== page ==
Monday, June 13, 2011

The Foreclosure Mess - Monday, June 13, 2011

I have an old-fashioned viewpoint: when you do something wrong, you own up. You take responsibility for your actions. If appropriate, you apologize and make redress.

One of the things that has amazed me, and then has made me angry, is that almost no one has stood up and taken their share of the blame for the financial crisis. Surprisingly, Greenspan, the Maestro, did, for one brief moment, acknowledge error. His assumption that markets would self police and manage their own risk proved wrong, and he, at least briefly, admitted it. Not many others have done so.

As I began to study the crisis to try and figure out what happened (I began "reading around" shortly after the crisis hit in the Fall of 2008), it was clear that the investment banks and the big four mortgage servicer banks (Bank of America, JPMorgan Chase, Citibank, and Wells Fargo) had played very bad games, and they were neither taking responsibility for it, nor were they being held to account.

I can (sort of) forgive Paulson and Geithner for negotiating bad deals with the banks - deals that gave the banks just what they needed but exacted no "pound of flesh" or tough give-backs as part of the deal. The sky was falling. The markets were in collapse. They had to get credit flowing again. But why were the bank stress tests so forgiving? Why have there been almost no fraud or criminal investigations at the federal level? Why has there been no serious relief for homeowners? Why has Treasury not pursued the banks for their multiple paperwork disasters in properly conveying notes and mortgages into the securitization trusts?

As an Obama supporter, this continues to baffle me. Do the banks control the Democrats as well as the Republicans? Is Geithner just too close to the banks? Is he worried that the banks are too fragile and pushing them hard might topple them and hurt the economy? Is this part of Obama's often-used strategy of simply waiting and letting the problem come to him, so he is not seen as starting the fight? I just do not know. Neither the President nor Geithner are stupid. They must know there are big paperwork problems with proving up the perfected security interests for the notes and mortgages in the trusts? Can't they see that the rate of new and completed foreclosures has fallen off big time in the last few months, and that the very high probability reason is that the banks don't have the papers in order to be able to foreclose, and now that the defense bar is wide awake and armed with great strategies, the banks are being picked off in court right and left? Do they really think this problem is going away? Or did they not want to be the ones to pick the fight, hoping or knowing that some aggressive state attorney general would take up the fight, and the feds/the Democrats/Obama would not have to be the ones to pick the fight.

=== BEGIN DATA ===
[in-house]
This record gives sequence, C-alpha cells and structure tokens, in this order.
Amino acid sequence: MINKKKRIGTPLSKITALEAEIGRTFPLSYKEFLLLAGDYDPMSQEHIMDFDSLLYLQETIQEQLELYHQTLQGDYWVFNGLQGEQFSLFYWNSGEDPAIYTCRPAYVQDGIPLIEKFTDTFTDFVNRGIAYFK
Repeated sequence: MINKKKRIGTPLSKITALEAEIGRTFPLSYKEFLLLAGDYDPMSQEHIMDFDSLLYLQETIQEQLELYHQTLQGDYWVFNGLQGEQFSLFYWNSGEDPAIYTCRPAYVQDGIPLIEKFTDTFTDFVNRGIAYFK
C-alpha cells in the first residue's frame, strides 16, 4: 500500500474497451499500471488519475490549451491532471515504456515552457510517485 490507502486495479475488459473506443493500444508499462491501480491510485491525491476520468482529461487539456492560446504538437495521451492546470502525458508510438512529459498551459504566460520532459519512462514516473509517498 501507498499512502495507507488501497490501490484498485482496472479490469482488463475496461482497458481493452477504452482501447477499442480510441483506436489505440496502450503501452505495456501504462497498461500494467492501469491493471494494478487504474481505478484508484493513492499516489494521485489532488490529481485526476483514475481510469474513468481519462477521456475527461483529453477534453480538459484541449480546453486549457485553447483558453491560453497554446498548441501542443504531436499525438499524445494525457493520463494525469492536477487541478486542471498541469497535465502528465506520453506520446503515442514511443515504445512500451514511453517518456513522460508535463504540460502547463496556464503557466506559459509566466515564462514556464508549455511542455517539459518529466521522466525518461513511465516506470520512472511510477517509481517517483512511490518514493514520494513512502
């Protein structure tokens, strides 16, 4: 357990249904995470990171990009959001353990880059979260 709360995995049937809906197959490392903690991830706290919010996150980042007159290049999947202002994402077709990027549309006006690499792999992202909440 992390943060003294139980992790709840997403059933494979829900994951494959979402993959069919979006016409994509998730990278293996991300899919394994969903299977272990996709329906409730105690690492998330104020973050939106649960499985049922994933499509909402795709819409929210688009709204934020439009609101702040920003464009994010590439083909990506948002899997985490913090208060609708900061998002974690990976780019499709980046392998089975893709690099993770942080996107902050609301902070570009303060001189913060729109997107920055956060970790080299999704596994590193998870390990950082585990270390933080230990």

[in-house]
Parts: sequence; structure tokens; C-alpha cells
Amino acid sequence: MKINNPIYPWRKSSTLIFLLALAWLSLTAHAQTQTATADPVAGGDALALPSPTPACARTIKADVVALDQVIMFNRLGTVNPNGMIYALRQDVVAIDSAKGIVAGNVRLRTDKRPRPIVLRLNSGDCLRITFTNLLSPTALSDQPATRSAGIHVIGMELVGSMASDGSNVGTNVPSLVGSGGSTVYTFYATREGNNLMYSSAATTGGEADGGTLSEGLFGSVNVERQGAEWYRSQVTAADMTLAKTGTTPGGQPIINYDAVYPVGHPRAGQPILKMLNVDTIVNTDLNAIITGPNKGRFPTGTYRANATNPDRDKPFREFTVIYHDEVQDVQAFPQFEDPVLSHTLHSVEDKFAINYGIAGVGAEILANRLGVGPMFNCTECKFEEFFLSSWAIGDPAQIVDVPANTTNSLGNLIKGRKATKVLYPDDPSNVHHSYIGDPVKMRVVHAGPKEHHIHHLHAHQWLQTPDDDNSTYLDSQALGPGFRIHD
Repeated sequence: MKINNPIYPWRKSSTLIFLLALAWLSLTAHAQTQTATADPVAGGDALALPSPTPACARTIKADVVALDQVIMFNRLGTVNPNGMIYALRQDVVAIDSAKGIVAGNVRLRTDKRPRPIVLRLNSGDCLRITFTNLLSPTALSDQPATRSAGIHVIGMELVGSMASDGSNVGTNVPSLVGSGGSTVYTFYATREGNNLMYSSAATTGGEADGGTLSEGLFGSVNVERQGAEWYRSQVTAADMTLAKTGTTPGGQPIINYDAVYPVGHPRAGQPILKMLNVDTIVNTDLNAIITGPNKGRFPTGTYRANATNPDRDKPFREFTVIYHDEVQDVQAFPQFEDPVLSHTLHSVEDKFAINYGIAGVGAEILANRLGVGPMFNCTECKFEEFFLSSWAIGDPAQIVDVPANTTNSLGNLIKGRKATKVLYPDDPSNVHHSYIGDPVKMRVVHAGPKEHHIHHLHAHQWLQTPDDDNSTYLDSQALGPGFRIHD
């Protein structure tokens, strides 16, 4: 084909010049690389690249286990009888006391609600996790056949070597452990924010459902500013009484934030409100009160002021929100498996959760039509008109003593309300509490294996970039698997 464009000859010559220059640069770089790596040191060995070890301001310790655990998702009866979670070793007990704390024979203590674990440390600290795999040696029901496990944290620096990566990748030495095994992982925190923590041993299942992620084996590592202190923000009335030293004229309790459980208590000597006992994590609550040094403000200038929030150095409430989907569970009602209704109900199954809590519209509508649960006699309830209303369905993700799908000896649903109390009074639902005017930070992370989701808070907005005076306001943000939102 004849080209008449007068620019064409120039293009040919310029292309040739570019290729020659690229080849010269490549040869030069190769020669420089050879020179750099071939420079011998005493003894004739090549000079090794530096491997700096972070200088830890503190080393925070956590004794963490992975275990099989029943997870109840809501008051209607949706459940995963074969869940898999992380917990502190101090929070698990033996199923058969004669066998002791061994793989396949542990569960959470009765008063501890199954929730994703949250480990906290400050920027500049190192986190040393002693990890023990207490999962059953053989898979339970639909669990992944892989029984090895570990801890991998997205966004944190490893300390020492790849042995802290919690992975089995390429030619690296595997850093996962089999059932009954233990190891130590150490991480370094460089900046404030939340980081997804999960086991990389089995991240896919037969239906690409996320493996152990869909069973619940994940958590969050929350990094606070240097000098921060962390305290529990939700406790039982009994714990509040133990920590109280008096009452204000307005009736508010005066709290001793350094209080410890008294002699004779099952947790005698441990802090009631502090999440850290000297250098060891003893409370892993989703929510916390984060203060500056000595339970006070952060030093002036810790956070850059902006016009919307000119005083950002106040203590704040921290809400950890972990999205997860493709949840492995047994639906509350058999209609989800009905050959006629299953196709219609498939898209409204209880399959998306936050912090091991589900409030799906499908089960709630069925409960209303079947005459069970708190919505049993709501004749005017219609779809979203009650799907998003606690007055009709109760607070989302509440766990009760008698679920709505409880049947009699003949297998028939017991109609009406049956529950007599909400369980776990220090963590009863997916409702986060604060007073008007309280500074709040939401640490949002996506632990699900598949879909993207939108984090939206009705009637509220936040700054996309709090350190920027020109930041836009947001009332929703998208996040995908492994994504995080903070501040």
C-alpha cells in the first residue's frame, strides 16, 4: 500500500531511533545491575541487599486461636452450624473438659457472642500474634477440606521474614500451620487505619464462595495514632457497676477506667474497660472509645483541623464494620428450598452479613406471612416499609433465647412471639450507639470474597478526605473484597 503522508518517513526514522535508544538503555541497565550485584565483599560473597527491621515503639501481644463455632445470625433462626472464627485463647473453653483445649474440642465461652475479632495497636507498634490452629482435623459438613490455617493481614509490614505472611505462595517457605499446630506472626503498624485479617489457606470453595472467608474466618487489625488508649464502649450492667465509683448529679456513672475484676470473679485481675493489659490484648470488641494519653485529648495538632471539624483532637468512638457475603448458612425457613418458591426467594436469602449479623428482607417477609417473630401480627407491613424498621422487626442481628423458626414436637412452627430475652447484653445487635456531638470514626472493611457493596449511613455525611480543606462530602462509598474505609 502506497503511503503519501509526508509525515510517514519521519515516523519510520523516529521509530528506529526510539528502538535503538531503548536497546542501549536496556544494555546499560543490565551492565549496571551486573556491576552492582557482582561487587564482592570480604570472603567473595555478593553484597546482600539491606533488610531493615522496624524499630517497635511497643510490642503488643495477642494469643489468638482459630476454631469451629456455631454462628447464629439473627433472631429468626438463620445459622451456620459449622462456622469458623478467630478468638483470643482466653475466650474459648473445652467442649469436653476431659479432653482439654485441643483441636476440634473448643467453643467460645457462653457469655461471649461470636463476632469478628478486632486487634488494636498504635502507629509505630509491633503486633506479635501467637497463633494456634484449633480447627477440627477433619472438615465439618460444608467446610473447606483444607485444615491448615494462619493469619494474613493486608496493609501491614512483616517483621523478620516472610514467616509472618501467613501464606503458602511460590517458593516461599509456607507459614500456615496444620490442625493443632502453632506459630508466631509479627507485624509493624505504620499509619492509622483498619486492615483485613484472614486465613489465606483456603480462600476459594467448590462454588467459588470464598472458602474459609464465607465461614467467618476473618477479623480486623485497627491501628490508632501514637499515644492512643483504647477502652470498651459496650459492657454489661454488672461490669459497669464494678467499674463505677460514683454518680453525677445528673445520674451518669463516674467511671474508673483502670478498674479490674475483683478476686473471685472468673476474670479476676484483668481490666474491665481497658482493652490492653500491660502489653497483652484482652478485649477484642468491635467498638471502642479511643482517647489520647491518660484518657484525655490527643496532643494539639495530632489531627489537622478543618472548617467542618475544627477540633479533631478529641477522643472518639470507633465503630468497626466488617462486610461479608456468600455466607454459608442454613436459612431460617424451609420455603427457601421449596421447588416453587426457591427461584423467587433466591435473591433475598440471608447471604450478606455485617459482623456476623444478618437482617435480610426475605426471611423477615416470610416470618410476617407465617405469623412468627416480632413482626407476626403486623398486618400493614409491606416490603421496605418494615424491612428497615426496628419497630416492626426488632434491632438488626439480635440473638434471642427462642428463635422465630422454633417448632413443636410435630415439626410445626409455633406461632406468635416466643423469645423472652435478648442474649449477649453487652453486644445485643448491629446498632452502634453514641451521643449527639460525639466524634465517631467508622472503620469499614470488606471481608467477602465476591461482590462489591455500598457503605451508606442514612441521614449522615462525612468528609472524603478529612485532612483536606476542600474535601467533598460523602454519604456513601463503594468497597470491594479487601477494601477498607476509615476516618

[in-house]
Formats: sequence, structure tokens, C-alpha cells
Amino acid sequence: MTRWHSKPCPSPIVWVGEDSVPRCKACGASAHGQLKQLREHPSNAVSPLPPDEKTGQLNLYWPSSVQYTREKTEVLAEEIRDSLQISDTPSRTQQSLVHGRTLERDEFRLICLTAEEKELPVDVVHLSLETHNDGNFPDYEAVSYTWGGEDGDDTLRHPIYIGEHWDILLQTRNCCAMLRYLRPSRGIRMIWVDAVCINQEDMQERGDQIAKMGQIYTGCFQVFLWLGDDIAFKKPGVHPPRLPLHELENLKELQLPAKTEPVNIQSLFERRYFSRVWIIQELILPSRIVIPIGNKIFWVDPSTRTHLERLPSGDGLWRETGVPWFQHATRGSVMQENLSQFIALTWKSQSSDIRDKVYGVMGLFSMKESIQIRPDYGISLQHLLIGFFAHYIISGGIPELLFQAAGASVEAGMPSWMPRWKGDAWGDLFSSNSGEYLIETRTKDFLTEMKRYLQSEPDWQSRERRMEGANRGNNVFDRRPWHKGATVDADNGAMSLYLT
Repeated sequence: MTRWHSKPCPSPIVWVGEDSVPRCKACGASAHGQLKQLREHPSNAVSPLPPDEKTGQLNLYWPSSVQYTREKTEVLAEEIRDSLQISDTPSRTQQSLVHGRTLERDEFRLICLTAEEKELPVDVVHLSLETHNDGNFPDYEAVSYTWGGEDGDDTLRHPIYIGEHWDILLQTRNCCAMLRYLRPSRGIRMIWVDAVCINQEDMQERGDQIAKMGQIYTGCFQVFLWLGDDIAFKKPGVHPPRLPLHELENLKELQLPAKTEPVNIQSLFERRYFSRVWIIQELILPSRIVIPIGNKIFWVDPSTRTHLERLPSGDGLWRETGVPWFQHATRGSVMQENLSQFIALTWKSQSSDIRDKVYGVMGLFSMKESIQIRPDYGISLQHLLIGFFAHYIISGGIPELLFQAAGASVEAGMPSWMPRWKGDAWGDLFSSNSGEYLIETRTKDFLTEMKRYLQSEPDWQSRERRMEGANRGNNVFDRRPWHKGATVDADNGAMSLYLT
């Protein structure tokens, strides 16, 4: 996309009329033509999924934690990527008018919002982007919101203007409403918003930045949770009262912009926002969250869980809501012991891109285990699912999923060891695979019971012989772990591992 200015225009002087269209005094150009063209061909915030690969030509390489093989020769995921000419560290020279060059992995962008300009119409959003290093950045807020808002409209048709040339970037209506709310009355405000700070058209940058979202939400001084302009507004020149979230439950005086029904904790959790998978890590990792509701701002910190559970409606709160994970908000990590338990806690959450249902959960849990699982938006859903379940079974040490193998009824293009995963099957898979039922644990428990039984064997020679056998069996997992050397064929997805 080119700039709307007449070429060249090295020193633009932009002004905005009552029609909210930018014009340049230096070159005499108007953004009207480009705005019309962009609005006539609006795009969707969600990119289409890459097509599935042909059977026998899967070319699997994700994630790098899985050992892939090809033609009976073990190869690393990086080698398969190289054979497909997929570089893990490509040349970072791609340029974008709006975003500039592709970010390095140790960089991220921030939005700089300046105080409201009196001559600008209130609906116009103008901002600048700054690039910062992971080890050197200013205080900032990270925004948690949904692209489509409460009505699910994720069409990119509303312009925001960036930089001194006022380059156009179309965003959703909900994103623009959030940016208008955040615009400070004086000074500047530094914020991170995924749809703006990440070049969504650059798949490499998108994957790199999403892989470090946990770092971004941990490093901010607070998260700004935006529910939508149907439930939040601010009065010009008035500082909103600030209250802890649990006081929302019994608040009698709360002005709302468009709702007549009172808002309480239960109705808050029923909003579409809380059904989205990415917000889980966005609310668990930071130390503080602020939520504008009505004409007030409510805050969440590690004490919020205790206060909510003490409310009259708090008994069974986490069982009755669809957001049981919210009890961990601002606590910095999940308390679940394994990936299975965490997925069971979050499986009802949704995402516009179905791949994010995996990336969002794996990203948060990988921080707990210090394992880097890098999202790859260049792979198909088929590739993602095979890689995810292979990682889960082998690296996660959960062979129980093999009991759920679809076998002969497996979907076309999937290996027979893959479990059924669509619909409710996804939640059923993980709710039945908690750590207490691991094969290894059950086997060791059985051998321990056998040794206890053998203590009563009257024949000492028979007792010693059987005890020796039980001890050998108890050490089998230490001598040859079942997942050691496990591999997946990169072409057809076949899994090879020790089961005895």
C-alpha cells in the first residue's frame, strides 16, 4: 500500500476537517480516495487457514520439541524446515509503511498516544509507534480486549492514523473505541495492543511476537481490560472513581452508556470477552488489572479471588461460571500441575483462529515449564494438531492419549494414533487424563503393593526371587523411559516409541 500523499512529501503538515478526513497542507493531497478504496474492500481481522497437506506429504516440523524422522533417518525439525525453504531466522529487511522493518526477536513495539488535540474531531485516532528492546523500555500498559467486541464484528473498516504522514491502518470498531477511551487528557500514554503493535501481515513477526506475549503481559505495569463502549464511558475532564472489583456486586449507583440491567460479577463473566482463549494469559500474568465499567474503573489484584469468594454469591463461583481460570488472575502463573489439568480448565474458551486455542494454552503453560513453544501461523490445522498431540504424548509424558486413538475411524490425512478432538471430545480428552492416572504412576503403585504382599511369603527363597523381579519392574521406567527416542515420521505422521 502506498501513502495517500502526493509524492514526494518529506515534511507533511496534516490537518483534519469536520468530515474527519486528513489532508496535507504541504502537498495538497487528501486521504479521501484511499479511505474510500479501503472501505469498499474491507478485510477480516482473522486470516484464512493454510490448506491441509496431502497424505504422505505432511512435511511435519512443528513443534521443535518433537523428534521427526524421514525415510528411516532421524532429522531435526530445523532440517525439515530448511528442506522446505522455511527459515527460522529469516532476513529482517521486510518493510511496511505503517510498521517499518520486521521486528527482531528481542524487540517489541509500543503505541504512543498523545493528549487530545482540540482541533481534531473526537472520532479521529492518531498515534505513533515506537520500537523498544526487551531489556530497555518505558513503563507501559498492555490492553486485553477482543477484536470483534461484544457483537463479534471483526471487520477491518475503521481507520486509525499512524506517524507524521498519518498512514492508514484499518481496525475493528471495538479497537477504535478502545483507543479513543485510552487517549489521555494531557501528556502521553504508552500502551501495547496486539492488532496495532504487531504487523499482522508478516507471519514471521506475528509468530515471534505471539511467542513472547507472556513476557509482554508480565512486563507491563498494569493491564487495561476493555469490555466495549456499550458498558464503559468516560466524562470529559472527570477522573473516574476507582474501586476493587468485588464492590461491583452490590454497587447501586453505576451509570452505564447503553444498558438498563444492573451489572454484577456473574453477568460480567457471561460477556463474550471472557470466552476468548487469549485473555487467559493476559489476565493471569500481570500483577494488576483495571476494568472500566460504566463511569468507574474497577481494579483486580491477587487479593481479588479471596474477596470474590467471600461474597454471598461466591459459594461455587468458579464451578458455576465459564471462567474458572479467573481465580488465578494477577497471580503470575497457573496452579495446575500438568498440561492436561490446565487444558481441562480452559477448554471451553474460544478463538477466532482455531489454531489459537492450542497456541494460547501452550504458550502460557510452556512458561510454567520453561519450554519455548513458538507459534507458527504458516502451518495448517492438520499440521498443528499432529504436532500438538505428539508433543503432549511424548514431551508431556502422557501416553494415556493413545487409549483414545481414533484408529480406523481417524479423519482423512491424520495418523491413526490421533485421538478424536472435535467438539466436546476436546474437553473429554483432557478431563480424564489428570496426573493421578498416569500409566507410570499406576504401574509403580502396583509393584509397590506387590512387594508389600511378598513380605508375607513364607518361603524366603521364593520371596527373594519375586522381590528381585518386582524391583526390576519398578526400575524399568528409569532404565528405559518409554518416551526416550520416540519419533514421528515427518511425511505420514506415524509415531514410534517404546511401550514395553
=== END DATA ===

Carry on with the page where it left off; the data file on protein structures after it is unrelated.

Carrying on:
I am truly not sure of the answer. But if the President and Secretary Geithner were praying for an aggressive state AG to take on the banks, their prayers have been answered. Attorneys General Schneiderman (New York) and Biden (Delaware) have answered the call, and are taking on the banks on this very issue of proper conveyance of notes and mortgages into the trusts. Yves Smith at naked put up the story this morning. Here's the link here. She (Yves Smith) is an extremely smart and articulate blogger, formerly worked at Goldman Sachs, has written a powerful book Econned, which I highly recommend, knows the ins and outs of the Street, and has been all over this story since the crisis and before. If this topic interests you, look back through her archives, do some searches. She puts together better investment/mortgage securitization material than I ever saw at Harvard Business School.